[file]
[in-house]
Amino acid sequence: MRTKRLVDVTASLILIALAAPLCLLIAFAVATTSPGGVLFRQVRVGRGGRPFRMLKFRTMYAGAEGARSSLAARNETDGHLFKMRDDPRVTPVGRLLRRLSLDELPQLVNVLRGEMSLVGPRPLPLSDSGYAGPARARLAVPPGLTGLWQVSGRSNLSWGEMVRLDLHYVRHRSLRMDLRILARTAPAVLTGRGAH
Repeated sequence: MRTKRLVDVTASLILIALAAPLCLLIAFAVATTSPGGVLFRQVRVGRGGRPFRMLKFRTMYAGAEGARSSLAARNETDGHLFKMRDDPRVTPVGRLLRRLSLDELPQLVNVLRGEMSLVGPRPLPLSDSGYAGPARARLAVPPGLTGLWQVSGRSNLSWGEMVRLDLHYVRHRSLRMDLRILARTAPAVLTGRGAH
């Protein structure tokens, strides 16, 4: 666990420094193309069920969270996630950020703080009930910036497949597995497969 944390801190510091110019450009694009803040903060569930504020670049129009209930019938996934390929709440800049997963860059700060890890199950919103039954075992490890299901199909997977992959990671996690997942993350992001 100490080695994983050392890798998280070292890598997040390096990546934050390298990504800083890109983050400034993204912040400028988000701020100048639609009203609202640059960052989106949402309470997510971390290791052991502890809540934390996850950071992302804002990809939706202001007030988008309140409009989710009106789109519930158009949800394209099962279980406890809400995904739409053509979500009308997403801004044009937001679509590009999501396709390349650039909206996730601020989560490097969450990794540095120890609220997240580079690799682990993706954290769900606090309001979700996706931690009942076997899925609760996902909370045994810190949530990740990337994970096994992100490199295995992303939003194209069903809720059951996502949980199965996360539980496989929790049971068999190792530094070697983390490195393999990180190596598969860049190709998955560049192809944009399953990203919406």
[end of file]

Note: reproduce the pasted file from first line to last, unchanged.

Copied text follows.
[in-house]
Amino acid sequence: MRTKRLVDVTASLILIALAAPLCLLIAFAVATTSPGGVLFRQVRVGRGGRPFRMLKFRTMYAGAEGARSSLAARNETDGHLFKMRDDPRVTPVGRLLRRLSLDELPQLVNVLRGEMSLVGPRPLPLSDSGYAGPARARLAVPPGLTGLWQVSGRSNLSWGEMVRLDLHYVRHRSLRMDLRILARTAPAVLTGRGAH
Repeated sequence: MRTKRLVDVTASLILIALAAPLCLLIAFAVATTSPGGVLFRQVRVGRGGRPFRMLKFRTMYAGAEGARSSLAARNETDGHLFKMRDDPRVTPVGRLLRRLSLDELPQLVNVLRGEMSLVGPRPLPLSDSGYAGPARARLAVPPGLTGLWQVSGRSNLSWGEMVRLDLHYVRHRSLRMDLRILARTAPAVLTGRGAH
């Protein structure tokens, strides 16, 4: 666990420094193309069920969270996630950020703080009930910036497949597995497969 944390801190510091110019450009694009803040903060569930504020670049129009209930019938996934390929709440800049997963860059700060890890199950919103039954075992490890299901199909997977992959990671996690997942993350992001 100490080695994983050392890798998280070292890598997040390096990546934050390298990504800083890109983050400034993204912040400028988000701020100048639609009203609202640059960052989106949402309470997510971390290791052991502890809540934390996850950071992302804002990809939706202001007030988008309140409009989710009106789109519930158009949800394209099962279980406890809400995904739409053509979500009308997403801004044009937001679509590009999501396709390349650039909206996730601020989560490097969450990794540095120890609220997240580079690799682990993706954290769900606090309001979700996706931690009942076997899925609760996902909370045994810190949530990740990337994970096994992100490199295995992303939003194209069903809720059951996502949980199965996360539980496989929790049971068999190792530094070697983390490195393999990180190596598969860049190709998955560049192809944009399953990203919406």